The government is already creating an enabling ecosystem to attract investments. It has allocated INR 25 crore in this year’s Union Budget for R&D in hydrogen and aims to produce three-fourths of its hydrogen from renewable resources by 2050. The government is also planning to come up with a Production Linked Incentive (PLI) scheme for electrolyser manufacturing to expedite the uptake of green hydrogen. Multilateral development banks and the financial mechanism under the Paris Agreement can play a big role in this transition by supplementing the government’s efforts during this phase. It will be one of the key drivers that can help unlock significantly more investment in this sector, which is still at a nascent stage. However, the developed countries are yet to fulfil their initial commitment of US $100 billion per year.
Green hydrogen, like all other industries, will rely heavily on the government to supply the levers for private financing to get more involved in the sector's evolution as the private sector is more inclined to invest in sectors with high returns and minimal risk.
Going forward, a combination of public and private financial instruments will be essential to provide significant and distinct advantages. For instance, grants can support innovation or early-stage projects. Equity ownership can allow venture capitalists to take the lead by investing in projects with significant growth potential. Other funding mechanisms can include project financing and green bonds. For standalone project financing, making green hydrogen bankable is crucial, and in this regard, offtake agreements can help boost confidence amongst investors. Green bonds can help in mobilising cost-effective global finance by opening a new pool of liquidity for these projects. To decrease investment costs for hydrogen equipment with dedicated support, potential financing of hydrogen equipment through leasing or pay-per-use arrangements with equipment suppliers is an option. Putting a price on carbon can also help facilitate green hydrogen projects. Fiscal incentives such as tax breaks can be introduced at various levels of the green hydrogen value chain to limit the impact of high capital costs on the profitability of projects. Furthermore, technology sharing, and R&D public-private partnerships can also help in reducing costs, realising synergies, and exploiting complementarity. India Hydrogen Alliance, an industry-led coalition, has recommended the creation of a national Hydrogen-themed Energy Transition Fund, with co-funding partnerships with sovereigns, multi-lateral agencies, and clean energy funds, with the aim to raise at least US $1 billion by 2030 for the deployment of national hydrogen projects of a certain scale, supported by fiscal and non-fiscal incentives and available to large project consortiums who invest in building hydrogen supply chains in India. These financial tools can help unlock large-scale projects and industry growth in the presence of an appropriate regulatory framework, which is being provided by the government.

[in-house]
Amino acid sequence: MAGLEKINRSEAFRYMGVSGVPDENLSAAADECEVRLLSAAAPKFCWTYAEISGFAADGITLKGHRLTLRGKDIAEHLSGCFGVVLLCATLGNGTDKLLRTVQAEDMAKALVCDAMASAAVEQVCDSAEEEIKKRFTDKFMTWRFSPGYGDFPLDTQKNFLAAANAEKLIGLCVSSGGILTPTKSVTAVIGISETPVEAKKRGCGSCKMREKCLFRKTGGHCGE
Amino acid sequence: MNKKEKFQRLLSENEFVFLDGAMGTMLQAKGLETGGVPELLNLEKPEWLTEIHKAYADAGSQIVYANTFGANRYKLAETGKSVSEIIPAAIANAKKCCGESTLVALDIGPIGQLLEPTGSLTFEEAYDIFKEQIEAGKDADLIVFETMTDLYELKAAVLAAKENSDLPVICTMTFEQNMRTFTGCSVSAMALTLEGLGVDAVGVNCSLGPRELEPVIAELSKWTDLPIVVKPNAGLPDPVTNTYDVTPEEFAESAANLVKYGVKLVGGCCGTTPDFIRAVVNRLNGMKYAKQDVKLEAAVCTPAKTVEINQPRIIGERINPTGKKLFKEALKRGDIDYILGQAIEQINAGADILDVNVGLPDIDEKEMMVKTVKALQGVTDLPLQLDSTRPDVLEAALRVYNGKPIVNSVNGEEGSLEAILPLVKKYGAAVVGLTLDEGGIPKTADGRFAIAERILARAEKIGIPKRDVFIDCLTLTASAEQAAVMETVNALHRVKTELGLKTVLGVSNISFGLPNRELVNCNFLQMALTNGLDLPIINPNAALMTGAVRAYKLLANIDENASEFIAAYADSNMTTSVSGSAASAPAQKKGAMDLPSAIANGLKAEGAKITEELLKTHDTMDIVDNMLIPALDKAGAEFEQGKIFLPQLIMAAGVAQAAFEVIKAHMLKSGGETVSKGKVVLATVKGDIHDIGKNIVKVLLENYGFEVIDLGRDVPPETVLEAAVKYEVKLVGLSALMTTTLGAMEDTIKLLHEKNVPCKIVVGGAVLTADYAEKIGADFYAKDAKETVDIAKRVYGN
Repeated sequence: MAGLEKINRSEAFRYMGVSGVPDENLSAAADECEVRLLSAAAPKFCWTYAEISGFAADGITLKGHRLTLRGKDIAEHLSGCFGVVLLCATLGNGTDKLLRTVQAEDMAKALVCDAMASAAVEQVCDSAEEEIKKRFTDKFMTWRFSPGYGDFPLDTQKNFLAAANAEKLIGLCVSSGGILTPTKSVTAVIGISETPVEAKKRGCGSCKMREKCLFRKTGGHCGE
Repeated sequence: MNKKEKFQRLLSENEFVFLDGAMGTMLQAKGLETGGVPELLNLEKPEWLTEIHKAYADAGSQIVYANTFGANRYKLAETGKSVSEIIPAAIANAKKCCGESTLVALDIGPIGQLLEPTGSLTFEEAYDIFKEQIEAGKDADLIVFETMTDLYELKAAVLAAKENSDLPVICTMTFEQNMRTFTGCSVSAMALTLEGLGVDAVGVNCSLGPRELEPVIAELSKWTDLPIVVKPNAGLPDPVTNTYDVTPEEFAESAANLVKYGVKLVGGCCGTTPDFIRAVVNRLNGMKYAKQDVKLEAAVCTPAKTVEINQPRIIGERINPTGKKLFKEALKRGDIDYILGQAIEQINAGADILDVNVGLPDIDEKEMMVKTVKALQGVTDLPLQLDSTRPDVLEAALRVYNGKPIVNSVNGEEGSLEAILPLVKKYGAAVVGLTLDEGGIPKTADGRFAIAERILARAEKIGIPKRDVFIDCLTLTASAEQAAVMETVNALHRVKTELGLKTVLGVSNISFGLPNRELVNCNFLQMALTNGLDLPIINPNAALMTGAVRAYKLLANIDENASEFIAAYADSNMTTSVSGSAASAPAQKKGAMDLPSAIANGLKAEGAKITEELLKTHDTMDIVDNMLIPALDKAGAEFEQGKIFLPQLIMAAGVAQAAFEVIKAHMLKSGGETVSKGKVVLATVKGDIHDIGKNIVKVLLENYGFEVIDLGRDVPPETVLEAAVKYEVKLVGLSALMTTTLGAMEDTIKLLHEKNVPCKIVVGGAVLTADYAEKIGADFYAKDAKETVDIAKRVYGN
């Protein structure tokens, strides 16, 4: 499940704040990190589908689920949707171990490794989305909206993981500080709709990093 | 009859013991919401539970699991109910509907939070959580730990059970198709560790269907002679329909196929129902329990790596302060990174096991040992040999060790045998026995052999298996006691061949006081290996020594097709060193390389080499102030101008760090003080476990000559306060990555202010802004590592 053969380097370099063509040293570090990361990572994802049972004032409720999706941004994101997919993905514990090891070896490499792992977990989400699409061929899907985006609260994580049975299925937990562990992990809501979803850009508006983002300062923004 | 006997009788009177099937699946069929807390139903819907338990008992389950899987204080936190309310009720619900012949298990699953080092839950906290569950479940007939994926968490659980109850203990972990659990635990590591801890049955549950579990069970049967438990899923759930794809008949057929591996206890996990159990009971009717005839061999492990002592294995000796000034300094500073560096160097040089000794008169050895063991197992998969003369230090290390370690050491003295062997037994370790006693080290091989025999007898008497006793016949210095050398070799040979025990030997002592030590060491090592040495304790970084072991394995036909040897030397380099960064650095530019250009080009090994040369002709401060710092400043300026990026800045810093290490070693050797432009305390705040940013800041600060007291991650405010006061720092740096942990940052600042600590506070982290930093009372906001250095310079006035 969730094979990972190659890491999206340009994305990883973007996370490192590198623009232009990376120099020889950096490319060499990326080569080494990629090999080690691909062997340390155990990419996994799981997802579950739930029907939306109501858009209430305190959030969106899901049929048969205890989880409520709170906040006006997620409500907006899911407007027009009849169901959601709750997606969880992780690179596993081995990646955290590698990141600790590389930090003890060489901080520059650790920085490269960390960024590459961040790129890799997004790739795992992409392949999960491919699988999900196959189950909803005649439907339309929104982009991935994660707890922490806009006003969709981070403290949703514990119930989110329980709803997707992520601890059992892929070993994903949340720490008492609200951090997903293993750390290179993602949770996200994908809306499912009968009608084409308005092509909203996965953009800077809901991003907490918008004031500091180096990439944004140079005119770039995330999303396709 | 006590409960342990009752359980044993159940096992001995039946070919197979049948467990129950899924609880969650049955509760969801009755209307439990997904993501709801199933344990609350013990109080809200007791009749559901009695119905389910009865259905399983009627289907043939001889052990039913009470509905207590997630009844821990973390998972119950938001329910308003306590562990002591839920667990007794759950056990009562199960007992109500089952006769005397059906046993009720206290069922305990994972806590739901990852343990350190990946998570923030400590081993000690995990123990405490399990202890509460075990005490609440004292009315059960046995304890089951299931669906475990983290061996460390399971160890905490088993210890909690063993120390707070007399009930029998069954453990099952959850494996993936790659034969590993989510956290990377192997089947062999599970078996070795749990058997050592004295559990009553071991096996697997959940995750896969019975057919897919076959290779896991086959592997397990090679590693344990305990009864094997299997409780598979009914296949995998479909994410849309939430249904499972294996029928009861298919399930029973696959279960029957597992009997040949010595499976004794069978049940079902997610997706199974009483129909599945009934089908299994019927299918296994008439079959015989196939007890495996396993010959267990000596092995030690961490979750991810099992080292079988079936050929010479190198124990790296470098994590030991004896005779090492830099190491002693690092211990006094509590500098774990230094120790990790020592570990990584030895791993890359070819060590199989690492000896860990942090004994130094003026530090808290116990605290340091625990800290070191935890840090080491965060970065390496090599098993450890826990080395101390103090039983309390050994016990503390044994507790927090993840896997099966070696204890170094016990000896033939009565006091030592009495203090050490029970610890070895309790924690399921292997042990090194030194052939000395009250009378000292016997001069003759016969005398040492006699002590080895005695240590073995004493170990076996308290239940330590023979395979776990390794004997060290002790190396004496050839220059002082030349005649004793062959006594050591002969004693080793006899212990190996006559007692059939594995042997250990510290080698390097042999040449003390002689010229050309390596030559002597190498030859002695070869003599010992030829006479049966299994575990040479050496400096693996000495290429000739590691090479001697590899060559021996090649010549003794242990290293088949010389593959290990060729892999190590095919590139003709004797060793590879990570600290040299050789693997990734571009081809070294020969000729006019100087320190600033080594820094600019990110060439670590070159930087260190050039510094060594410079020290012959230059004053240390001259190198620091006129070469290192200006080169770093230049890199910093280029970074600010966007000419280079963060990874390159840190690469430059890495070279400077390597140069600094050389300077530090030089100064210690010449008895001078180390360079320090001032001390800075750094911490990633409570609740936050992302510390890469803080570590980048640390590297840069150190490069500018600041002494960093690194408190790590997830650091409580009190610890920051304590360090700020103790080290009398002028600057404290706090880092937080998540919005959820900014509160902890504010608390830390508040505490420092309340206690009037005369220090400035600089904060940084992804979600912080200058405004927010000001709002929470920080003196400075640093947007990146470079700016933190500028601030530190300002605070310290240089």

Green hydrogen amounts to a vast value chain—from production to end use, and each link has its own set of problems and risk profile. Therefore, it is crucial to address and integrate these risks and concerns into the design of funding mechanisms and instruments. In a nutshell, to mobilise the necessary capital in the initial phase, the role of the government and multilateral funding agencies will be key. Then, as the industry begins to demonstrate a credible track record of returns within a reasonable time frame, a growing pool of financial players will enter the capital structure in the form of equity financing, asset-based financing, or a possible securitisation of the various credit instruments to institutional investors.
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Rupali Handa is a public policy professional. Her work focuses on clean energy and climate change mitigation policy issues. She was formerly a part of ...Read More +